St. John’s Students Form Off-Campus Pod for First Semester
February 5, 2021 | By Les Poling
Freshmen students in the St. John’s College Class of 2024 experienced a first semester unlike any other in the college’s history (besides, to an extent, the Class of 1922). For many, the year’s opening question was discussed from the confines of a family home; laboratory exercises were conducted on tablet screens everywhere from Beijing to Los Angeles to Annapolis, and choir, intramurals, and general social life enjoyed via Microsoft Teams and Instagram.
But not every freshman experienced the entirety of Johnnie life from afar. While classes and college activities took place online for all students, one group of nine Annapolis freshmen plunged into the first semester together, forming a COVID-safe living pod in a house located near campus.
Dagny Kulkarni (A24) and Linda Bellamy (A24) originally met at Summer Academy in 2019. At the time, they had no idea that one year later they’d room together in the same off-campus house. But then again, they also couldn’t have predicted the global pandemic that would force St. John’s online for the fall semester. When the college announced the transition to remote learning in August 2020, both Kulkarni (originally from California) and Bellamy (who grew up in Washington, DC) quickly decided they wanted to live in Annapolis—and close to campus—despite the lack of in-person learning.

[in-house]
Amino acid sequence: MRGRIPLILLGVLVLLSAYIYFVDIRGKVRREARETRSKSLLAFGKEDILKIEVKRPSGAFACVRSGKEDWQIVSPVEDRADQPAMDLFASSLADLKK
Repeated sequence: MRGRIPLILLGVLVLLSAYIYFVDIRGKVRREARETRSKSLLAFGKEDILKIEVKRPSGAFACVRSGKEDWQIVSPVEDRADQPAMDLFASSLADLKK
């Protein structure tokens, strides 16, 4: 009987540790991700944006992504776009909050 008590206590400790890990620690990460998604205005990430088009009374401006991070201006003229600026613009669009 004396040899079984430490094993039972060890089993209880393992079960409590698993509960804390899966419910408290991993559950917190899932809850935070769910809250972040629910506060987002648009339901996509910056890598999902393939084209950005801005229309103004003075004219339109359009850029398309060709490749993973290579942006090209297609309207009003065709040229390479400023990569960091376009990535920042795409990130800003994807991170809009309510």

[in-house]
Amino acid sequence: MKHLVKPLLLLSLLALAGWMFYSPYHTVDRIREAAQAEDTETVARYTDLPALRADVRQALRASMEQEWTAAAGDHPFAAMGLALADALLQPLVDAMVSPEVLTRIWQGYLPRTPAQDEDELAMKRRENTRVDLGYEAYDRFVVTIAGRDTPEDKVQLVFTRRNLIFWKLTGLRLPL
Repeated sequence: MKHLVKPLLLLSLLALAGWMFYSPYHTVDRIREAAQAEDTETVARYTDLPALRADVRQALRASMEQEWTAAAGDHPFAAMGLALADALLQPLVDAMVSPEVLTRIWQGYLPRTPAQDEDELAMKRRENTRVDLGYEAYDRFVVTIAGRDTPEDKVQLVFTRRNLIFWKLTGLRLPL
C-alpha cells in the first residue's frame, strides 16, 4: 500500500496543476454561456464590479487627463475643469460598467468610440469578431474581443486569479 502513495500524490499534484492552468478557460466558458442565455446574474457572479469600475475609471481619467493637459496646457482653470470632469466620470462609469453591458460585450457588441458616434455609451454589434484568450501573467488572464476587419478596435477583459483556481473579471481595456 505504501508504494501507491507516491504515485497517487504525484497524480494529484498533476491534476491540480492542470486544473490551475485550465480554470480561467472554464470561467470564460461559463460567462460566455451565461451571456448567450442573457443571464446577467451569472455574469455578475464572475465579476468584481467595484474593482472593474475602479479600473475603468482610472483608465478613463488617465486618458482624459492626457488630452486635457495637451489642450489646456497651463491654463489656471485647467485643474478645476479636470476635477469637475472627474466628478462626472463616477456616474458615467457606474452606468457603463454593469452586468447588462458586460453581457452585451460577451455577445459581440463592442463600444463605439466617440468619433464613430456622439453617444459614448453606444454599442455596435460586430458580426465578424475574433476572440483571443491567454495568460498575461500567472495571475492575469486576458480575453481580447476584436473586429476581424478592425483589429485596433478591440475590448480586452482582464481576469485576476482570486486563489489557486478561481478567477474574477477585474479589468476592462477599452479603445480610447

“I was just really excited about the prospect of becoming part of a new community and learning new things,” Kulkarni says of her decision not to defer admission, explaining that the house’s proximity to campus helped students feel physically part of the college. Bellamy felt similarly. “My parents and I made a pros and cons list [about learning online,] and the only con was that it wasn’t what I was expecting,” she says. “So I just thought, ‘why not?’”
A parent of one of Kulkarni and Bellamy’s housemates came up with the initial idea for a freshmen house in Annapolis; originally, it was planned as a living pod for New York-area Johnnies. “But then one of my friends forwarded the email to me, and I thought, ‘this is such a cool idea; I have to do this,” Kulkarni recalls. She direct messaged Bellamy and brought the idea to an enormous Instagram group chat made up of fellow Annapolis freshmen; quickly, a number of students expressed interest.
The exact group of housemates changed throughout the months, and it took some time to find a reasonably priced (and sized) house for rent. But eventually, Kulkarni and her father found an option less than five minutes from campus. After a get-to-know-you Zoom call with students and parents, the lease was signed; by mid-August, the freshmen Johnnies began moving in. “We all bonded pretty well,” Kulkarni says. “It came together pretty easily after that.”